Tag Info

New answers tagged

2

OK, I've actually written some code that does what I need. Good thing it's pretty easy in Qt. Building info is at the bottom of this post. xclipshow.cpp: #include <QApplication> #include <QTimer> #include <QClipboard> #include <QMimeData> #include <QDebug> #include <QStringList> class App: public QObject { Q_OBJECT ...


0

Press Ctrl+C to copy. When you paste into a terminal, what you'll get is the file name (with its full path). You get the raw file name, which won't be directly usable in a shell command if it contains spaces or other special characters. To use the file name in a command, don't use a paste command from the terminal, let the shell do the pasting. Install the ...


1

Click on it, press Ctrl+C and just paste it. If you use xclip -selection c w for pasting instead of Ctrl+Shift+V you won't get any file:// prefix or URL encoding. I recommend wrapping that into something more convenient to use and using it for manipulating the clipboard when you're in the terminal. Here's an article that discusses this method using the ...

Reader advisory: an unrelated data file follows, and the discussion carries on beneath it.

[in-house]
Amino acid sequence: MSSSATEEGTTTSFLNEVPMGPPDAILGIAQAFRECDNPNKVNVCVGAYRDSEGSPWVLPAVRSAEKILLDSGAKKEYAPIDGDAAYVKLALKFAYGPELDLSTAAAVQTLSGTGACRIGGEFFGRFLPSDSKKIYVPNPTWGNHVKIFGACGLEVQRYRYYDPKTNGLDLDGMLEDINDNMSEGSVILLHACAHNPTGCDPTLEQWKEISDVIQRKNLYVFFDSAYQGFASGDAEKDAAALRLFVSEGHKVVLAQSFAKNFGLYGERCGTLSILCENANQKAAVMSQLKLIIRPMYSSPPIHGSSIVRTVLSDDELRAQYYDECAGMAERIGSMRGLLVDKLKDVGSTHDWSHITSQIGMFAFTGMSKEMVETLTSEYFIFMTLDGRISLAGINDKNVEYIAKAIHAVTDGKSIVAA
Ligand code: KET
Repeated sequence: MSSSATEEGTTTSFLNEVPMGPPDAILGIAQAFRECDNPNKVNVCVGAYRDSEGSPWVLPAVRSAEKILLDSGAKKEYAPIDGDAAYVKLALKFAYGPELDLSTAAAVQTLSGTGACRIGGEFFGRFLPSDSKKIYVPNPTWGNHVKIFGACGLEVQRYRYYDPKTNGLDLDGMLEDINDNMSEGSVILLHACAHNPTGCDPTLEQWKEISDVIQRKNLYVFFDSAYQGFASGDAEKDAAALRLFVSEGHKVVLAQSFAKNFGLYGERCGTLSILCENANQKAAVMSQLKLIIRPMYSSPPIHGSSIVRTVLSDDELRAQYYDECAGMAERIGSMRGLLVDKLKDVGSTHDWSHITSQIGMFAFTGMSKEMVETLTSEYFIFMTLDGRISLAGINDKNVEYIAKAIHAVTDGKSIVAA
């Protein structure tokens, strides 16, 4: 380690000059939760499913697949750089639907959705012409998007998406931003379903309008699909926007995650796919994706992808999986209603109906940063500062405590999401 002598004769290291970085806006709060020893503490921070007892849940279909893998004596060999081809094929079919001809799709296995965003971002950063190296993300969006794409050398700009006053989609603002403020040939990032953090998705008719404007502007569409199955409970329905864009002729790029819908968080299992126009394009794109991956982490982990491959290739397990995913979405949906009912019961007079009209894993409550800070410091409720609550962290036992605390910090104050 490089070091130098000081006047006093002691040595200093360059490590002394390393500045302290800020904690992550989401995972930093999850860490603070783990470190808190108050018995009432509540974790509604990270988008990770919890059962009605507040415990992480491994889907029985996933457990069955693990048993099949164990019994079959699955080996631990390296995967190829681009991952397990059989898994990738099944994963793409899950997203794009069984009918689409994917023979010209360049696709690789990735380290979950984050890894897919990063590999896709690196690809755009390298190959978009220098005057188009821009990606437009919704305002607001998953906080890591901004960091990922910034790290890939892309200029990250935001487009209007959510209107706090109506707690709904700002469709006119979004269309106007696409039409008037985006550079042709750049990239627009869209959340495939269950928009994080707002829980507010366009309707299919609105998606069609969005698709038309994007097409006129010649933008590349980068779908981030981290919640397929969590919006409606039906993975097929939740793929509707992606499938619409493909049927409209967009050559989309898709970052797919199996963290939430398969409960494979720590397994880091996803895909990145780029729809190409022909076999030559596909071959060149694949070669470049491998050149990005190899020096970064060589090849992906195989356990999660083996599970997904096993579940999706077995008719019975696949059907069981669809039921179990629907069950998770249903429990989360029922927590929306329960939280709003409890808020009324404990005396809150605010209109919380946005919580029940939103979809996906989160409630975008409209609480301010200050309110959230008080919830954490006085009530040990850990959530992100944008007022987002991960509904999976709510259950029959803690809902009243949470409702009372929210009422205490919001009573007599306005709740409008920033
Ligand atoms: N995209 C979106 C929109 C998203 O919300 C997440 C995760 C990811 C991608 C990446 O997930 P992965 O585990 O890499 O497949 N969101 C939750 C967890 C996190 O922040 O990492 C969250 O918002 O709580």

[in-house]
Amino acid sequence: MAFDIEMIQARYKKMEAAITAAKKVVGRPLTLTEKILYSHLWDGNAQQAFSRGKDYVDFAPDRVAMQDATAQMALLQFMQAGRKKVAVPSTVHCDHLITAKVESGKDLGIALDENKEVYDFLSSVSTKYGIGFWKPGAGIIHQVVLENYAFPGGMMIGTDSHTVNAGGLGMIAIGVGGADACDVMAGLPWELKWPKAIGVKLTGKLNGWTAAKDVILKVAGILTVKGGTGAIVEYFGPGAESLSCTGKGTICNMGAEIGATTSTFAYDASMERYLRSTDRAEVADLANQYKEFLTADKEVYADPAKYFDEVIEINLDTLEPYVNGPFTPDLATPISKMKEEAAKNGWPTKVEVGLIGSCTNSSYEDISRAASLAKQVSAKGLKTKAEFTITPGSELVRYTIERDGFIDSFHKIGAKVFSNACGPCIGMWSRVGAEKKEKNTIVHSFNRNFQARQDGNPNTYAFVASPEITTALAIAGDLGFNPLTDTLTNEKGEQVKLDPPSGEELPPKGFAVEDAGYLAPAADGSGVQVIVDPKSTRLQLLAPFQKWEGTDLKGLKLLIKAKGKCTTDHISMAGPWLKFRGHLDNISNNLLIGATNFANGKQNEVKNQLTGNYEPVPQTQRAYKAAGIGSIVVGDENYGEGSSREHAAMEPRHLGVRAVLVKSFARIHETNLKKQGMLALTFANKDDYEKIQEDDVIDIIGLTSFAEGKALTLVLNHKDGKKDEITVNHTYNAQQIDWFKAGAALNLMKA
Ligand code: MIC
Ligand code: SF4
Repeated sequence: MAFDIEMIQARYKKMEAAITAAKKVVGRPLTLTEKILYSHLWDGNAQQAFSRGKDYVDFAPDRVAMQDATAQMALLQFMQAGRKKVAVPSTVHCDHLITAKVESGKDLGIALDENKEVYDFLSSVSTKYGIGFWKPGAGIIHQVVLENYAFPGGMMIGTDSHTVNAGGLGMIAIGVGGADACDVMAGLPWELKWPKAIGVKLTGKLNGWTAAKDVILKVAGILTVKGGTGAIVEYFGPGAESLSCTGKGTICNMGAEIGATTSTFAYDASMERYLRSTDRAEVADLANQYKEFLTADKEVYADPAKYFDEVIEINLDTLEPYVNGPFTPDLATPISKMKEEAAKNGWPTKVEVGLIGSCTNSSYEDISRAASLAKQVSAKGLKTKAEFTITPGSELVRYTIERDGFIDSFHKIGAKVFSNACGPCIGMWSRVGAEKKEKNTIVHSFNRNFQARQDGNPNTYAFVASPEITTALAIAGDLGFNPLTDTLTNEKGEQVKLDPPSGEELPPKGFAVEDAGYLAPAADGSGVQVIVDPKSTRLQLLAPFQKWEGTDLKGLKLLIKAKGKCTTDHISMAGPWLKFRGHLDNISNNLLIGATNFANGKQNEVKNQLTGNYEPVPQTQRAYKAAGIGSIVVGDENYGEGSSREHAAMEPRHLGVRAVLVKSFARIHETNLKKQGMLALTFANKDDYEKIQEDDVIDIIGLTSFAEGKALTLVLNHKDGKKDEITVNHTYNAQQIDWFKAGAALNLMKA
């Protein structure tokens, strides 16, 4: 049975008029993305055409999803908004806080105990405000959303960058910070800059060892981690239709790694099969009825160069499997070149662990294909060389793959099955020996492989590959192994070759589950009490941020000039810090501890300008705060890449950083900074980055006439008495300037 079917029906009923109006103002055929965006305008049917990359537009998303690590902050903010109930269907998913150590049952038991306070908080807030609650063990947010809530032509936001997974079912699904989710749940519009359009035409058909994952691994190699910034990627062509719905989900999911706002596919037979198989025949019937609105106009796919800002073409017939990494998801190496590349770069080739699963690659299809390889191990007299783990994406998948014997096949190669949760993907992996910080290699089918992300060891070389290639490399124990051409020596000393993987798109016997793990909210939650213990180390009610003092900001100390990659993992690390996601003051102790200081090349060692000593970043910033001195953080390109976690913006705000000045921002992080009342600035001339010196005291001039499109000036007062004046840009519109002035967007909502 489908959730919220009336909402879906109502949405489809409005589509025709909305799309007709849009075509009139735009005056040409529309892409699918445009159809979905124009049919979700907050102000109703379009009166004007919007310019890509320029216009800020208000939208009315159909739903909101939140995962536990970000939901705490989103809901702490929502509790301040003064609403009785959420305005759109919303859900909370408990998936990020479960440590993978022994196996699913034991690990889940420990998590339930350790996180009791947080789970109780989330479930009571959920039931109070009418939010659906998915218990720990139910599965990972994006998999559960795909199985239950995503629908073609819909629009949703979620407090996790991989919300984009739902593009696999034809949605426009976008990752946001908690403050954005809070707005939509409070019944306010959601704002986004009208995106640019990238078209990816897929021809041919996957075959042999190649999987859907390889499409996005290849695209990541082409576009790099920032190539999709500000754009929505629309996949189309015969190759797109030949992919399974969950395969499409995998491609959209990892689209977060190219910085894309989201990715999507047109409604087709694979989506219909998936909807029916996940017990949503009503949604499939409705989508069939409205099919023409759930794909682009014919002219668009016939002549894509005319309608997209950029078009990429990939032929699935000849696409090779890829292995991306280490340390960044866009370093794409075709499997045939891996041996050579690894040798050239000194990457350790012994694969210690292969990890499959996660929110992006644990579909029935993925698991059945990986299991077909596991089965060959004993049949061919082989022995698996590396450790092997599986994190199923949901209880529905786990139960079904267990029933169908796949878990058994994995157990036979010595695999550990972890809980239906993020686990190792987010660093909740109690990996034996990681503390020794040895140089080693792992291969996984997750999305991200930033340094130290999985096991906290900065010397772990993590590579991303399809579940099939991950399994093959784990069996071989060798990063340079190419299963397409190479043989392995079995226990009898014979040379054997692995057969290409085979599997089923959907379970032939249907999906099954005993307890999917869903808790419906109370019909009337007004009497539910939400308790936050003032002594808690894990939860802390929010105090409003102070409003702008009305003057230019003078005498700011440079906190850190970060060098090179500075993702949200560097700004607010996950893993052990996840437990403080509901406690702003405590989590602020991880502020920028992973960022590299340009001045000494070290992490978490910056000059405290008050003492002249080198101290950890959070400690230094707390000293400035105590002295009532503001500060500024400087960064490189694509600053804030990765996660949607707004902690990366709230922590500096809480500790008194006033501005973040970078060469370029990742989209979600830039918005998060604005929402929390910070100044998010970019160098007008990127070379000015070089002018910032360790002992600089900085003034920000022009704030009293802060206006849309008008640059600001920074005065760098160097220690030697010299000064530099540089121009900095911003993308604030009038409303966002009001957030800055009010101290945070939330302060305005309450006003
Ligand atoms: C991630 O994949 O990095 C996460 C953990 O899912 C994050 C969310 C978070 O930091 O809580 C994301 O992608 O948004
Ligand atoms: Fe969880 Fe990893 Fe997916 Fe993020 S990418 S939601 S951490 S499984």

3

This is non-standard terminology, and the distinctions apply specifically when running Emacs under X11. “Emacs copy/paste” are the Emacs commands that access the kill ring. They are Emacs commands; depending on how Emacs is configured, they may only affect Emacs internally, or they may also interact with the X11 selections. “X copy/paste” are operations on ...


1

Using xclip, as @Nicolas suggested, if you want to later paste the contents of the clipboard, such as using Ctrl+V, you can use it this way: $ echo "Some Text" | xclip -selection clipboard



Top 50 recent answers are included